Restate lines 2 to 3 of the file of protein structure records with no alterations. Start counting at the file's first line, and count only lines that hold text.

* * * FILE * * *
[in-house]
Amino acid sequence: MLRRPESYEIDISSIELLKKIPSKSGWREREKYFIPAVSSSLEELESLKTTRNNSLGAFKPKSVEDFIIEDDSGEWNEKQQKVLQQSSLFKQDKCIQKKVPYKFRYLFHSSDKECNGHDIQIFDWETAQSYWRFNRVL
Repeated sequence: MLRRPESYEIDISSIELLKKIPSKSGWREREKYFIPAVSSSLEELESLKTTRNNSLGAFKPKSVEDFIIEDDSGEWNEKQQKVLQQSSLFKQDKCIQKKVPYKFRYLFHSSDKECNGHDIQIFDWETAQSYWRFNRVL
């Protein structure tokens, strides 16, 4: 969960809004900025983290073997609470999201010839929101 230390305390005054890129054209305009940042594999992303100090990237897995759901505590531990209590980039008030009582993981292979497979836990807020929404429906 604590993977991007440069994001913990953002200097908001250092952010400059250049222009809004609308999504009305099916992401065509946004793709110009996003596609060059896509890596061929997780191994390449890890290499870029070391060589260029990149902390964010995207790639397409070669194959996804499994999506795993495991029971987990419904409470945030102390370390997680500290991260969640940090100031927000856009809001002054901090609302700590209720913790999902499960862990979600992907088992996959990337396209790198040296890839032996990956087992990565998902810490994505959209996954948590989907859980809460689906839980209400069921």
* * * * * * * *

Amino acid sequence: MLRRPESYEIDISSIELLKKIPSKSGWREREKYFIPAVSSSLEELESLKTTRNNSLGAFKPKSVEDFIIEDDSGEWNEKQQKVLQQSSLFKQDKCIQKKVPYKFRYLFHSSDKECNGHDIQIFDWETAQSYWRFNRVL
Repeated sequence: MLRRPESYEIDISSIELLKKIPSKSGWREREKYFIPAVSSSLEELESLKTTRNNSLGAFKPKSVEDFIIEDDSGEWNEKQQKVLQQSSLFKQDKCIQKKVPYKFRYLFHSSDKECNGHDIQIFDWETAQSYWRFNRVL